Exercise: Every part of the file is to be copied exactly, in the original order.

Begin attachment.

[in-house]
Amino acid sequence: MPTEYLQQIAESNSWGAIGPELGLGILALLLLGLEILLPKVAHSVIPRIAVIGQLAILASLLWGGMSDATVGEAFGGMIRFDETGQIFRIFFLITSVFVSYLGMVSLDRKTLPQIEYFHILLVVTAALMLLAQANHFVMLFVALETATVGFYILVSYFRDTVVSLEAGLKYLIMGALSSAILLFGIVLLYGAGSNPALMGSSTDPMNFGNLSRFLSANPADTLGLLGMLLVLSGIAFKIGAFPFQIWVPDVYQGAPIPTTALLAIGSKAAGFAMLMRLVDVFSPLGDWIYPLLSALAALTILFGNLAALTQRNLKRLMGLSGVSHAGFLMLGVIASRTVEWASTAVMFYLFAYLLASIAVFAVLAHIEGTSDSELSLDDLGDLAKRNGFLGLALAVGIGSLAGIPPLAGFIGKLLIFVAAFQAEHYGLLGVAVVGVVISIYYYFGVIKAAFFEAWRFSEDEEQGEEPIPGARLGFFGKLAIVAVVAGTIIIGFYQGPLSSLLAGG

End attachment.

[in-house]
Amino acid sequence: MPTEYLQQIAESNSWGAIGPELGLGILALLLLGLEILLPKVAHSVIPRIAVIGQLAILASLLWGGMSDATVGEAFGGMIRFDETGQIFRIFFLITSVFVSYLGMVSLDRKTLPQIEYFHILLVVTAALMLLAQANHFVMLFVALETATVGFYILVSYFRDTVVSLEAGLKYLIMGALSSAILLFGIVLLYGAGSNPALMGSSTDPMNFGNLSRFLSANPADTLGLLGMLLVLSGIAFKIGAFPFQIWVPDVYQGAPIPTTALLAIGSKAAGFAMLMRLVDVFSPLGDWIYPLLSALAALTILFGNLAALTQRNLKRLMGLSGVSHAGFLMLGVIASRTVEWASTAVMFYLFAYLLASIAVFAVLAHIEGTSDSELSLDDLGDLAKRNGFLGLALAVGIGSLAGIPPLAGFIGKLLIFVAAFQAEHYGLLGVAVVGVVISIYYYFGVIKAAFFEAWRFSEDEEQGEEPIPGARLGFFGKLAIVAVVAGTIIIGFYQGPLSSLLAGG